What kind of bullying is going on among seven year-olds that could drive one to kill himself? And how does a child of that age become so mentally broken by his parents' breakup that he figures his life is over anyway, so might as well accelerate it?

My parents separated when I was 11, got back together twice, then divorced when I was 14. That's not an ideal age for a boy to lose a father's influence at home, but there you go. The implications of the divorce on me as a person, I believe, didn't manifest themselves until well into my adult years.

But at 11 and 14, suicide wasn't even on the radar for me. There was some shame and embarrassment that my folks weren't living together, but nothing remotely suicidal.

At half that age, this boy in Detroit hanged himself.

I know I'm asking a lot of questions in this post, but that's always the bi-product of terrible stories like this---questions, which are plentiful. What's in short supply are answers.

The 7 year-old hanged himself in this Detroit house

The story being reported says that the boy had been counseled by a pastor and that in addition to the bullying, he was teased constantly for being the only boy in a home with eight girls.

A knee-jerk reaction to suicides which point to bullying is to dismiss the victim as being weak emotionally and/or overreacting to what was being done/said to him.

At least lately, there seems to be more of an accounting of the tormenters. Anti-bullying campaigns have been ratcheted up in recent years. But there's still the whispered opinion, "It can't be THAT bad."

Everyone has a different level of tolerance; that much is true. And, indeed, what might drive Person A bonkers might roll off Person B's back.

But one thing is certain: if there was no bullying, levels of tolerance wouldn't matter.

Bullying will never go away completely. But I hope it's being reduced, thanks to the levels of awareness being raised almost daily.

Bullying, alone, didn't cause this Detroit youngster to kill himself, according to reports. There is the recent parental split to consider as well.

Yet I have a feeling that the bullying and teasing played more of a role than the breakup.

Was it THAT bad?

Yes---for that little boy.

And if you think his case is an anomaly, consider this.

Of the 36,951 suicides recorded in the U.S. in 2009 by the U.S. Centers for Disease Control and Prevention, 265 involved children ages 5-14.

Two-hundred and sixty-five. That's five a week, and that was three years ago.

"It's just a tragedy on so many levels," Detroit Police Chief Ralph Godbee Jr. said Thursday, calling the situation "unfathomable."

Yes, but clearly one that isn't as unusual as you might want to think.

Tuesday, May 22, 2012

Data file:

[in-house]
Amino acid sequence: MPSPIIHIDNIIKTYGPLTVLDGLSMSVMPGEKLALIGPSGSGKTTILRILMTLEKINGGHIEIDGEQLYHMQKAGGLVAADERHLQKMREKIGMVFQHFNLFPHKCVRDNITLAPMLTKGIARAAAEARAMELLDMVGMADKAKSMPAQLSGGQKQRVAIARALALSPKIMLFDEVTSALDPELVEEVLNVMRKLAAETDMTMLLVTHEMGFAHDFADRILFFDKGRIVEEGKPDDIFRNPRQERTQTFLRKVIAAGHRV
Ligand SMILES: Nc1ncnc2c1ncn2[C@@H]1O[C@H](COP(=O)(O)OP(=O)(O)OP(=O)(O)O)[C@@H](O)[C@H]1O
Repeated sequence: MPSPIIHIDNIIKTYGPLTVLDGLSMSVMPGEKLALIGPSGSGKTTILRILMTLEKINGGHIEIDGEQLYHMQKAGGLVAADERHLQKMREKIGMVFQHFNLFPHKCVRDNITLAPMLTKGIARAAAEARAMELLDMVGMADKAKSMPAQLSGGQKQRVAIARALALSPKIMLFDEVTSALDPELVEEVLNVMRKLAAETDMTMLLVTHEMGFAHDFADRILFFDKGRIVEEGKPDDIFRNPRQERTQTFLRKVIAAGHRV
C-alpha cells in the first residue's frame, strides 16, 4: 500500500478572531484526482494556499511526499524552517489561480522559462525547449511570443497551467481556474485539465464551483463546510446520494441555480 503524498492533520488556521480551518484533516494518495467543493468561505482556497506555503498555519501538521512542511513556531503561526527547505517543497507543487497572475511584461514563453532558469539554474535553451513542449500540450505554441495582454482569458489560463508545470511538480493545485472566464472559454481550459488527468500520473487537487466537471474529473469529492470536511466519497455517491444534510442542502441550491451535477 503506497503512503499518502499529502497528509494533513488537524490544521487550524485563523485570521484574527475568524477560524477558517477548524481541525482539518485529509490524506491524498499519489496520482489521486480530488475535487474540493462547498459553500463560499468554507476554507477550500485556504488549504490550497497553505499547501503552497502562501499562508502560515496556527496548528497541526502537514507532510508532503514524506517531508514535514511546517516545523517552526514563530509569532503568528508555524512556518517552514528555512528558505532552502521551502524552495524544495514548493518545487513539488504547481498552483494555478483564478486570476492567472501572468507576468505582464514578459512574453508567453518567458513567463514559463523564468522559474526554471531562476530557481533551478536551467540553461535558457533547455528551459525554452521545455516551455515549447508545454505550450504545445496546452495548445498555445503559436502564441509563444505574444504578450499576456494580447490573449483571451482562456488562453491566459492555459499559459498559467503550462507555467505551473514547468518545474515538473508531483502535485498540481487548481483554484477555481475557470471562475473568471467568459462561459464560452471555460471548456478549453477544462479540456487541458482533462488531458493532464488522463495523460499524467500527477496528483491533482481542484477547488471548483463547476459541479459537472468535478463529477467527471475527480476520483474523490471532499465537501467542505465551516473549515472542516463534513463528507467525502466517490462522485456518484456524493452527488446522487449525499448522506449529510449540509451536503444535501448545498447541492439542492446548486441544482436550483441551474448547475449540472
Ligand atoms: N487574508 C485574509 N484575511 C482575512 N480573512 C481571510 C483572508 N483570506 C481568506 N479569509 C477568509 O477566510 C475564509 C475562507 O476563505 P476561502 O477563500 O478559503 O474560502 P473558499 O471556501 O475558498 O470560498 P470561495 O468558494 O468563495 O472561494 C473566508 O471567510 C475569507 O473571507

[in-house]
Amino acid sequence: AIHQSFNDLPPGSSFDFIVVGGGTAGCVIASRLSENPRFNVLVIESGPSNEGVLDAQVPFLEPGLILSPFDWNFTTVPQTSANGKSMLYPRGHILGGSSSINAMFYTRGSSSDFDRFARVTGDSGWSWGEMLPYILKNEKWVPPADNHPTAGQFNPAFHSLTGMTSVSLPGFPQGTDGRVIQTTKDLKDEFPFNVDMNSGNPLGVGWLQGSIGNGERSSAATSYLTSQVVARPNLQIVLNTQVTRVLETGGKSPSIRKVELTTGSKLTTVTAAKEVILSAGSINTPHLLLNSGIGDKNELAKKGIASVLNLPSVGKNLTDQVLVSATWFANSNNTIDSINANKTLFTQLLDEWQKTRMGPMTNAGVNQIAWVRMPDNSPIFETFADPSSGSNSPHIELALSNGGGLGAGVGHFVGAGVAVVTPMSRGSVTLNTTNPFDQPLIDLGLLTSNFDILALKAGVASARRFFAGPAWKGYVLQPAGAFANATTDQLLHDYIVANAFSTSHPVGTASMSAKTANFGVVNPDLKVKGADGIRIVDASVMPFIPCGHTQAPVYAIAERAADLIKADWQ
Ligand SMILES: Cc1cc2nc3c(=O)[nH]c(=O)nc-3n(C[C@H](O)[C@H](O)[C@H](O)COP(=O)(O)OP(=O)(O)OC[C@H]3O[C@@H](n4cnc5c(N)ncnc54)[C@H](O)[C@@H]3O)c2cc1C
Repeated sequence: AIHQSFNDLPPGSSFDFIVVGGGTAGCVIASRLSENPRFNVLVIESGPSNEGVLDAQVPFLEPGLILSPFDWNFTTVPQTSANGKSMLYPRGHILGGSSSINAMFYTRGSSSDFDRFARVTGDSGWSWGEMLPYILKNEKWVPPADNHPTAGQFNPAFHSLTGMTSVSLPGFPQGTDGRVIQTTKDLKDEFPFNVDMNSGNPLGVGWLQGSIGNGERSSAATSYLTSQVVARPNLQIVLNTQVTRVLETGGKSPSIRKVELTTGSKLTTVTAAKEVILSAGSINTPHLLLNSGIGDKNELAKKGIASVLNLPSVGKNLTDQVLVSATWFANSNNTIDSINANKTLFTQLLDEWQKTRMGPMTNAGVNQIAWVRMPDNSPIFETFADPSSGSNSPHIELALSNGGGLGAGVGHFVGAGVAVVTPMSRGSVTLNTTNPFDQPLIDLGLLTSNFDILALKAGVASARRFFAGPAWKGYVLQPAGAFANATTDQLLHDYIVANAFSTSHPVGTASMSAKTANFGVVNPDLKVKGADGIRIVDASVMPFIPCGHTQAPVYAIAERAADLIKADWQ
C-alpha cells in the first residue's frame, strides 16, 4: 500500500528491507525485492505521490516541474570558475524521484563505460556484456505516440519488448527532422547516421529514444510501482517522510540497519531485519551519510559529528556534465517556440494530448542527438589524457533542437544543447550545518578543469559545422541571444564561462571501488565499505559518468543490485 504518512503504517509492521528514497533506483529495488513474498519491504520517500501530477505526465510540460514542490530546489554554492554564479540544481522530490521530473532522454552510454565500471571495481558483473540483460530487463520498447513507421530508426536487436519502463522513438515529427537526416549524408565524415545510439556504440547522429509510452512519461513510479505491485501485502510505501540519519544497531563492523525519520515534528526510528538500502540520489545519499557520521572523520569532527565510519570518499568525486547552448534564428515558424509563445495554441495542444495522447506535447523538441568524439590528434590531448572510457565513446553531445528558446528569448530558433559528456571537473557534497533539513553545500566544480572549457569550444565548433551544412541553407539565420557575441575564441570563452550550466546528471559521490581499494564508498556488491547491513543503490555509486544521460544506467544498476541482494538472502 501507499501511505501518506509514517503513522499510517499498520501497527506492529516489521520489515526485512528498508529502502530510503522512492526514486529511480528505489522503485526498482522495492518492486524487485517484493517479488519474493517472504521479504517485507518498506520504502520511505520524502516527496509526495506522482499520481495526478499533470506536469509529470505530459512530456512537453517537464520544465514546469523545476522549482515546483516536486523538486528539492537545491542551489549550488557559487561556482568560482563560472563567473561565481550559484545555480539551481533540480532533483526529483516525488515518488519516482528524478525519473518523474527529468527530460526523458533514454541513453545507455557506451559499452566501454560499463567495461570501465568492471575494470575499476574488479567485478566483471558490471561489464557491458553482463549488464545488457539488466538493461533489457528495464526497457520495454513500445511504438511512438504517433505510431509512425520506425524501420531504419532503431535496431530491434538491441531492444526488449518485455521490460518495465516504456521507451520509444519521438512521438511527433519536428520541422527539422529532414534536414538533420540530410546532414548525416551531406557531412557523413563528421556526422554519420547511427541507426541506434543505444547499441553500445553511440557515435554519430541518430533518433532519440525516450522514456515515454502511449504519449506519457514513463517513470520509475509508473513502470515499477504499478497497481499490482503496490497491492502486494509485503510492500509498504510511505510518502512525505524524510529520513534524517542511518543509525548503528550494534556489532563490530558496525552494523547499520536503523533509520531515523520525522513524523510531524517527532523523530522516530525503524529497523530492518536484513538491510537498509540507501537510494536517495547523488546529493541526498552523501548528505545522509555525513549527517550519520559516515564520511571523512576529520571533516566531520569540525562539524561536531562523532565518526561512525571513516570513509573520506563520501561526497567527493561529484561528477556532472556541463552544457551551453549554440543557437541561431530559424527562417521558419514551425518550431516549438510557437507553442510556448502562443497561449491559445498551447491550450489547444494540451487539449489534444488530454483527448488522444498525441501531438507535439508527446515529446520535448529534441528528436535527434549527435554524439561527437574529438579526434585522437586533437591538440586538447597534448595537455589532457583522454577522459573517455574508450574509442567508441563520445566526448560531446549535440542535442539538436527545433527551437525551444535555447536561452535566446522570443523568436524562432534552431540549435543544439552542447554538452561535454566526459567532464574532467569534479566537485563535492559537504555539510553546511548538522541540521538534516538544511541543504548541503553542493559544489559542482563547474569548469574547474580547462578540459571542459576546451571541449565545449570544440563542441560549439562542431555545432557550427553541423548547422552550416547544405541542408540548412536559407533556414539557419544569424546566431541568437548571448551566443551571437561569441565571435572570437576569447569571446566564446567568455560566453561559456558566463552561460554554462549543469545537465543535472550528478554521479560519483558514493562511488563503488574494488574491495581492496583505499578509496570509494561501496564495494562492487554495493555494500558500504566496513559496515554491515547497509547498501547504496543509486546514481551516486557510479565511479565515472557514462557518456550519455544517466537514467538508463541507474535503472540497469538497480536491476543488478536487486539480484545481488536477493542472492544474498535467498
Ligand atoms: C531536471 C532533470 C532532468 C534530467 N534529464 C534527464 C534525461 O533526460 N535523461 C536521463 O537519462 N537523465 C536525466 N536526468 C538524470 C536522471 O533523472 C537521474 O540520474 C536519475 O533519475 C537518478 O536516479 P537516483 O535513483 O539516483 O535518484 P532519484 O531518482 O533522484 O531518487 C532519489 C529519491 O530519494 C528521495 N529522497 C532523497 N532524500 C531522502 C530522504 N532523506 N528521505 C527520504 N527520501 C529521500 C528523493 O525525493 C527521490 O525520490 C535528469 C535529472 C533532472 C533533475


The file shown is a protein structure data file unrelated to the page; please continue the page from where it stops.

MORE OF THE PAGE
The Brit and the Bostonian

At first blush, it would appear that the male Brit from Isle of Man and the black female from Boston have nothing in common, apart from being singers.

The Brit moved to Manchester and then to Australia and grew up in a family of singers, songwriters and musicians, and the American girl, one of seven non-musical kids, stayed in Boston, where, as her mother said, "She literally loved to sing. She used to go through the house singing, singing. She sang for breakfast and for lunch and for supper."

The Brit enjoyed the familiarity of being in a pop group with his two brothers---one a twin---while the American girl spent time as a backup singer for the wildly popular Three Dog Night in the late-1960s, early-1970s before making it on her own as a solo artist.

Then the disco rage hit America hard, and suddenly Robin Gibb and Donna Summer had a whole lot in common.

It was in 1977-78 when Gibb of the Bee Gees and Summer of, well, Donna Summer, made their splashes on the disco scene. The Bee Gees revived their careers with the soundtrack to "Saturday Night Fever," and Summer had several hits that made her the de facto Queen of the Discotheque.

Robin Gibb, along with fraternal twin Maurice, teamed with Barry to form the Bee Gees, a group that started in the late-1960s as a ballad-singing trio of harmonizers and would end the 1970s as an uptempo, driving group of pulsating dance musicians.

Summer was a backup singer for Three Dog Night, a mostly commercial but hit-making group who were constantly at or near the top of the Billboard charts from 1969-74.

Gibb, 62, and Summer, 63, both died within three days of each other (May 17 and 20), and both of cancer.

The Bee Gees, under the guidance and direction of mega-producer Robert Stigwood, had early success in the late-1960s but by 1973, they were teetering as the hits dried up.Stigwood reinvented his trio of brothers and by 1975 they were recording disco-type numbers like the hugely popular "Jive Talking." Their record sales went through the roof. Then came the "Fever" soundtrack, and that made the Bee Gees hotter than a firecracker.

Summer, meanwhile, ventured out on her own in 1974 after leaving Three Dog Night and also in 1975 found Billboard love with the disco tune "Love to Love You Baby." Summer's role initially was that of demo recorder, but she got the idea of cooing the lyrics, a la Marilyn Monroe, and even convinced producer Giorgio Moroder to turn out the lights, sit with her on a sofa, and "induce" Summer's moans and groans, which she blended into the song. After hearing the result, Moroder had Summer's version released instead.